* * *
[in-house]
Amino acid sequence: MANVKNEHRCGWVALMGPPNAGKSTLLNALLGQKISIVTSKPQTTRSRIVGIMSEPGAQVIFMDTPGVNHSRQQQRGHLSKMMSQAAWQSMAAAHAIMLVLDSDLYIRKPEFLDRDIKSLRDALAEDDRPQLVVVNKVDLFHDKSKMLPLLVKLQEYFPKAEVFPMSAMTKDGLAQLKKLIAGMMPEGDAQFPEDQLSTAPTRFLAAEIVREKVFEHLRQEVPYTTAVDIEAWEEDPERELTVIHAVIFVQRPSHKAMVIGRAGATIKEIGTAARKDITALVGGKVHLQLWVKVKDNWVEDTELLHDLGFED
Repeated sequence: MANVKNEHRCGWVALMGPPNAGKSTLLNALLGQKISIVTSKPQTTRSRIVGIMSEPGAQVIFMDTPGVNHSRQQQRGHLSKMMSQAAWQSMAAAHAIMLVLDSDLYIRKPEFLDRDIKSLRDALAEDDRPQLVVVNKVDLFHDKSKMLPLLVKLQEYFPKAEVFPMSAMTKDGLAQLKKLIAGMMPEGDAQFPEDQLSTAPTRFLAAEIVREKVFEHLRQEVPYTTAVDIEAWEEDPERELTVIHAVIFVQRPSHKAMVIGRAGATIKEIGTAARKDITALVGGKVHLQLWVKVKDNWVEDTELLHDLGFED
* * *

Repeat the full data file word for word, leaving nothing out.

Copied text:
[in-house]
Amino acid sequence: MANVKNEHRCGWVALMGPPNAGKSTLLNALLGQKISIVTSKPQTTRSRIVGIMSEPGAQVIFMDTPGVNHSRQQQRGHLSKMMSQAAWQSMAAAHAIMLVLDSDLYIRKPEFLDRDIKSLRDALAEDDRPQLVVVNKVDLFHDKSKMLPLLVKLQEYFPKAEVFPMSAMTKDGLAQLKKLIAGMMPEGDAQFPEDQLSTAPTRFLAAEIVREKVFEHLRQEVPYTTAVDIEAWEEDPERELTVIHAVIFVQRPSHKAMVIGRAGATIKEIGTAARKDITALVGGKVHLQLWVKVKDNWVEDTELLHDLGFED
Repeated sequence: MANVKNEHRCGWVALMGPPNAGKSTLLNALLGQKISIVTSKPQTTRSRIVGIMSEPGAQVIFMDTPGVNHSRQQQRGHLSKMMSQAAWQSMAAAHAIMLVLDSDLYIRKPEFLDRDIKSLRDALAEDDRPQLVVVNKVDLFHDKSKMLPLLVKLQEYFPKAEVFPMSAMTKDGLAQLKKLIAGMMPEGDAQFPEDQLSTAPTRFLAAEIVREKVFEHLRQEVPYTTAVDIEAWEEDPERELTVIHAVIFVQRPSHKAMVIGRAGATIKEIGTAARKDITALVGGKVHLQLWVKVKDNWVEDTELLHDLGFED